Naveeni Rasiah recently graduated from the University of Ottawa with a B.HSc. (Hons) in Health Sciences, and plans to pursue further education in public health. She is an active member of the Tamil community in the Greater Toronto Area, and aims to strengthen her connection through her involvement in dance. Naveeni hopes to pursue work in the fields of sustainable development and global health in the future. Naveeni was born and raised in Canada, and last visited Sri Lanka in 2001.

Naveeni will be placed in the position of Youth Facilitator (Creative Arts) for approximately two months under the Right of Return program at the Church of the American Ceylon Mission.

We asked Naveeni to share some thoughts on her upcoming placement.

As I sit here, simultaneously staring at this blank Word document and my calendar, I can sense the feeling of nervousness dawn upon me. In a few weeks, I will be stepping onto the land which my parents call their home – the same land from which I felt disconnected while growing up in Canada. Every time I try to think of how to prepare for this visit, I cannot help but feel a self-consciousness of privilege consume my thoughts. Although it has been difficult to challenge this feeling, I understand that as an “outsider”, sometimes the best way to conduct oneself is simply to be respectful. This includes being respectful of the community, being mindful of societal circumstances, and being open to learning.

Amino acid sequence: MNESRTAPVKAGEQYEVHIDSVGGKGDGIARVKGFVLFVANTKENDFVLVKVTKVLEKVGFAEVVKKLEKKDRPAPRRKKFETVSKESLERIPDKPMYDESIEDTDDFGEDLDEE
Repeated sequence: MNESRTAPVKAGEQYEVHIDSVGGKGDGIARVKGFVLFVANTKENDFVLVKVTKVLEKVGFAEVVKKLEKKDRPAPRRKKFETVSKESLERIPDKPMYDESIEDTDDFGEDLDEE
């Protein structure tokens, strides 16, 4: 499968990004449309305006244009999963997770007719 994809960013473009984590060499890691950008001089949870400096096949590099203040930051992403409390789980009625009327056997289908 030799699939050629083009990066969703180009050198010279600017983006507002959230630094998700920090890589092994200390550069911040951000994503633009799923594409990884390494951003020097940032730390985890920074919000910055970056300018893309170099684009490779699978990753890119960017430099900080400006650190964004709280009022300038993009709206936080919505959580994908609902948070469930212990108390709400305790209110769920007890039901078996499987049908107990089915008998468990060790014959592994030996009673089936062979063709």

I will be volunteering as a Youth Facilitator at Herman Girls’ Home (through the Church of the American Ceylon Mission), primarily focusing on creative arts to encourage artistic expression and arts education within the community. There are community members and organizations that are already involved in this work. During my time in Sri Lanka, my goal is to work alongside these community members and organizations to support their efforts, without negatively impacting the existing opportunities and resources that are available to the locals.

I understand that, currently, there is a gap between the Tamil community from the North and East of Sri Lanka and the Tamil diaspora. I believe that a lack of interaction is highly influential in fueling this distance. Opportunities such as’s volunteer missions provide both of our communities a meaningful way to slowly strengthen our relationship, and hopefully, work towards bridging that gap in the future.

Stay tuned to this blog to follow Naveeni’s work in Batticaloa this year.

Please consider supporting our vision to create more opportunities for the diaspora to contribute knowledge and expertise to the North and East of Sri Lanka. You can make a donation to our seed fund at